A spectacular 1612 reenactment of Hvar culture to coincide with the 400 year anniversary of Europe's oldest public theatre impresses 150 guests.
Hvar's diverse tourism season continued on May 15, 2012, with a themed evening from the past which caught most residents by surprise, as boutique tourism agency Hvar Tours and Suncani Hvar Hotels put on a splendid show of 17th Century culture for 150 guests from America, complete with period costumes, music, poetry and dance, before a fine banquet with entertainment in the Arsenal building, home to the oldest public theatre in Europe.
Mayor Pjerino Bebic and Digital Journalist Paul Bradbury watch the traditional dances
The evening's entertainment was conducted over three venues, each of which have played a part in the history of Hvar as a tourist destination. The Hvar Governor's announcer, complete with entourage of soldiers, arrived at the exclusive 1930s colonnade Bonj les Bains beach resort, among The Times' top twenty in Europe in 2010. He then escorted the guests to the centre of town for an address from 1612 governor Petar Semitecolo, played by current mayor, Pjerino Bebic, who caused some controversy earlier in the day by appearing in his period costume at the town council meeting - a fact which made the national media within the hour.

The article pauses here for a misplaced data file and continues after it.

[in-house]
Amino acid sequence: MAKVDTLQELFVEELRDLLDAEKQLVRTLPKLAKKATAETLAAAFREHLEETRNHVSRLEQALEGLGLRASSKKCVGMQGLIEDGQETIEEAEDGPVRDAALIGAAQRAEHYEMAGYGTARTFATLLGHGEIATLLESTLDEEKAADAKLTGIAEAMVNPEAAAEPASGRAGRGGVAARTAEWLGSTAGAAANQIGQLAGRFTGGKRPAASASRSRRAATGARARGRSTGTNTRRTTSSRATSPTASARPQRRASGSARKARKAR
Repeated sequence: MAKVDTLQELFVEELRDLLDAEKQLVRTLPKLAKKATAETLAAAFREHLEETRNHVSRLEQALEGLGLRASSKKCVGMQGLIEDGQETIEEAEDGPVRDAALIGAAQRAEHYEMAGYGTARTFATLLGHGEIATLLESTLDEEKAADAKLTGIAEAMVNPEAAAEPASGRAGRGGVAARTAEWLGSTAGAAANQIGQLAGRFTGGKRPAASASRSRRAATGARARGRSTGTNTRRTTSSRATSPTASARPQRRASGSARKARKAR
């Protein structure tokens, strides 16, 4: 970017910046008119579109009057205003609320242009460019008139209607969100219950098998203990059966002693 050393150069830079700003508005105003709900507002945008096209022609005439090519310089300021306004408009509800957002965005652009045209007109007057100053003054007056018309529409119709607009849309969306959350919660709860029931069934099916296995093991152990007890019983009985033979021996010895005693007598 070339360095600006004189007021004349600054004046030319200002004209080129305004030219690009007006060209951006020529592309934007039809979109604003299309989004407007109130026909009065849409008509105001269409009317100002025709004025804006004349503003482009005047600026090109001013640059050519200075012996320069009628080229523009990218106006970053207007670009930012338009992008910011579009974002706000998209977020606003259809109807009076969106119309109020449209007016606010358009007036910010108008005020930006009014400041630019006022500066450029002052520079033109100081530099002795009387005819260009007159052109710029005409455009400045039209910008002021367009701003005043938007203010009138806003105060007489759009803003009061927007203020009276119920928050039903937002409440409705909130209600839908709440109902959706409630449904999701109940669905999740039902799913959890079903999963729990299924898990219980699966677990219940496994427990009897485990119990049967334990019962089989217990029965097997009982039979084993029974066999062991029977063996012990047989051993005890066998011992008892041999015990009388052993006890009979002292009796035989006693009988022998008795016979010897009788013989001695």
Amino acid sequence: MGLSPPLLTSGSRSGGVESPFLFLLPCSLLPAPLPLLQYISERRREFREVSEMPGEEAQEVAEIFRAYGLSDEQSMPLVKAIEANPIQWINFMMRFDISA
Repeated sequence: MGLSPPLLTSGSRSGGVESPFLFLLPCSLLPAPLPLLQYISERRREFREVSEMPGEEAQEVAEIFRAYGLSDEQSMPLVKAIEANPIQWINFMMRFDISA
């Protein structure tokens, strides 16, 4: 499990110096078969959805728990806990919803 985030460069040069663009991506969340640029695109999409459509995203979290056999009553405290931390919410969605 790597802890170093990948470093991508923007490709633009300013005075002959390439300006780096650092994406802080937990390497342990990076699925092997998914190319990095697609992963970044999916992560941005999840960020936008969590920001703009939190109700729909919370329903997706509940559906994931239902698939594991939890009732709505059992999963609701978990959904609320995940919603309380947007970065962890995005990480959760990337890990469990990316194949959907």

Mayor Pjerino Bebic's appearance at the council meeting caused some controversy
The entourage moved to the San Marco terrace of Hotel Palace, Hvar's oldest hotel and home to the oldest organised tourism in Europe, with the founding of the Hvar Health Society in 1868. After a welcome drink and address from the mayor, guests listened to famous Benedictine chronicler, Father Vinko Pribojevic, who described the town for the guests, before some traditional dancing.
Miranda Milicic Bradbury
The Arsenal in Hvar Town is one of Dalmatia's most impressive event venues.
The final destination and the main event centre was the Arsenal, above which Semitecolo's theatre sits. Opened in 1612, it is the oldest public theatre in Europe and the guests were treated to a five-star banquet with accompanying entertainment, which included jugglers, artists playing with fire, and acrobats.
Some of the main actors in the Renaissance dinner
The 16th Century love poetry of Hanibal Lucic was recited, to be followed by the period ensemble Plazarius, from the city of Dubrovnik, who performed several works of Hvar's Baroque composer, Thomas Cecchini. The evening finished with the lights turned out and a spectacular fire display within the building.
The Governor's announcer and musical armed guard went to collect the guests
The themed Renaissance evening was yet one more example of the diversity of Hvar's tourism, an island named as Lonely Planet's number 5 destination for 2012, and famous for its sun, beaches, nightlife and celebrity draw.